Along the way, our work was guided by some basic principles, within the physical constraints: since it was monsoon, travel was very difficult with landslides daily and bridges being washed away. We also did not have the extensive logistical support that large organizations have, and thus could not ourselves undertake large projects such as building shelters for people. Since it had been 2 months since the earthquake hit, it turned out that needs were not the critical survival needs, but instead were the needs that came with being displaced, traumatized, and having one’s life turned upside down.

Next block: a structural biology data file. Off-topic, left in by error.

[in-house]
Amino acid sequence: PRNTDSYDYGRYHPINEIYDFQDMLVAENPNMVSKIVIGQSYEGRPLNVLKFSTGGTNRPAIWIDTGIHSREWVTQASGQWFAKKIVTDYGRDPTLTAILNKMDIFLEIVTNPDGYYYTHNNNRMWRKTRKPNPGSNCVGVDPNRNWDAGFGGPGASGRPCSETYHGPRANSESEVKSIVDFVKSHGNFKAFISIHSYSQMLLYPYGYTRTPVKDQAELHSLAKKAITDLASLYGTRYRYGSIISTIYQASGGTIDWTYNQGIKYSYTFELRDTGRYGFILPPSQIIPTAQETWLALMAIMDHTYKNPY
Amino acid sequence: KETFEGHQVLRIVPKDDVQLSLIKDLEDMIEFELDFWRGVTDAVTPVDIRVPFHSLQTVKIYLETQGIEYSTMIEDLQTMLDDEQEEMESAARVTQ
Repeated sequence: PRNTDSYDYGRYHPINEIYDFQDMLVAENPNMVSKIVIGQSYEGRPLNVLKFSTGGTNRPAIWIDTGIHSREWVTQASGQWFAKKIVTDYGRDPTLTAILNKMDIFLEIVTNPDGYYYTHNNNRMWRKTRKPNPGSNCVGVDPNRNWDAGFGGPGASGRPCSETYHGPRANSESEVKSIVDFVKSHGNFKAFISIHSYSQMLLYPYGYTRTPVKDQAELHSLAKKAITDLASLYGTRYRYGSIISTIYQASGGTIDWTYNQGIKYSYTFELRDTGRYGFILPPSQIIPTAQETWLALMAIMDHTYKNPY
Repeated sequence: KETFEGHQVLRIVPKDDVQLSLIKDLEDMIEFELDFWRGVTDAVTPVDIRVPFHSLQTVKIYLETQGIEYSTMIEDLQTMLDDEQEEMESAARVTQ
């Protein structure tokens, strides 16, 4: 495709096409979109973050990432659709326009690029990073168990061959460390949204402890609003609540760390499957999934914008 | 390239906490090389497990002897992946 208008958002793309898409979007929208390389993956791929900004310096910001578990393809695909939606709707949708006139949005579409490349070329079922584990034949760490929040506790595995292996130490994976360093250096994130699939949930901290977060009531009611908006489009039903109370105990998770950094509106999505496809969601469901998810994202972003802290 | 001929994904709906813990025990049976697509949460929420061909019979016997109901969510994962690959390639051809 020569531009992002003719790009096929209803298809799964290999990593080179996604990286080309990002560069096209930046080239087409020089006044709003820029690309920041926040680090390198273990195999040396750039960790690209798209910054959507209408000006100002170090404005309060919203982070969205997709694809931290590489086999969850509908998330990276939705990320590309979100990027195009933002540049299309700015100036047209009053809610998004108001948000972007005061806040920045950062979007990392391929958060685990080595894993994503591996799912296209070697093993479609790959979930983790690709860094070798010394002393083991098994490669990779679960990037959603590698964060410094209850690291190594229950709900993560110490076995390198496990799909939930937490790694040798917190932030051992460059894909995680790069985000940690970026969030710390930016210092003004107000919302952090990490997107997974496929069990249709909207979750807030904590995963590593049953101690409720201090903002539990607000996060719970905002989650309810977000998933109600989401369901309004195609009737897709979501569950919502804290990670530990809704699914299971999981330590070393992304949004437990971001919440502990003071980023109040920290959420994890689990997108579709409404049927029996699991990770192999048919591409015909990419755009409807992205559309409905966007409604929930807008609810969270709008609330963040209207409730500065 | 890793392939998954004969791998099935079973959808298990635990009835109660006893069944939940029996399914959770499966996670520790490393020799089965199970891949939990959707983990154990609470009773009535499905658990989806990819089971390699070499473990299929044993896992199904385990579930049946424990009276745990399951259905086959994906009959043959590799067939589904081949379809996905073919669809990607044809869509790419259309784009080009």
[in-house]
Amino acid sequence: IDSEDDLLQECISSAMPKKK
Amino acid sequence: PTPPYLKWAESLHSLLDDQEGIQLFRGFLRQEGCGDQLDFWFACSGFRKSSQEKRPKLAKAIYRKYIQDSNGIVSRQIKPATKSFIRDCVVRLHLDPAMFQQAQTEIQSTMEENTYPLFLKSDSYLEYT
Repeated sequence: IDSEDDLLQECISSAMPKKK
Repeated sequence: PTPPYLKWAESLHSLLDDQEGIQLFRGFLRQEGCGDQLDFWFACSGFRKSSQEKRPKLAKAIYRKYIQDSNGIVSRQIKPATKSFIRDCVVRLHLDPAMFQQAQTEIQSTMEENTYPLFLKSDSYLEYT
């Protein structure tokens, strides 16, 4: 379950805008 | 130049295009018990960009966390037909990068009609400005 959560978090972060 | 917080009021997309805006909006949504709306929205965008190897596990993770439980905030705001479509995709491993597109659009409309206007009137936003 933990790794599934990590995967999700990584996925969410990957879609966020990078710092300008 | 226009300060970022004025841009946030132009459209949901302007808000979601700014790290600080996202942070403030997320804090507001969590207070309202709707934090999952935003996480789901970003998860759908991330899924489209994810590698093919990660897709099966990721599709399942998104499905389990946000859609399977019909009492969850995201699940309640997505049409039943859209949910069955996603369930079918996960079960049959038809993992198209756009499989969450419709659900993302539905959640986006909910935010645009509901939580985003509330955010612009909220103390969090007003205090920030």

Therefore, we knew that our strength lay in our ability to talk to people, visit their homes, hear their stories, and see with our own eyes exactly what they needed. We aimed most to help those who had perhaps fallen between the cracks, who had escaped notice. In times such as disasters, there is an enormous amount of corruption and hoarding of resources, and so we were very careful to check and see how much help (if any) someone or group had already received. We wanted to help those who had not received much, and who were honest about their needs. We also concentrated on those who were the most vulnerable, especially young children and very low income families.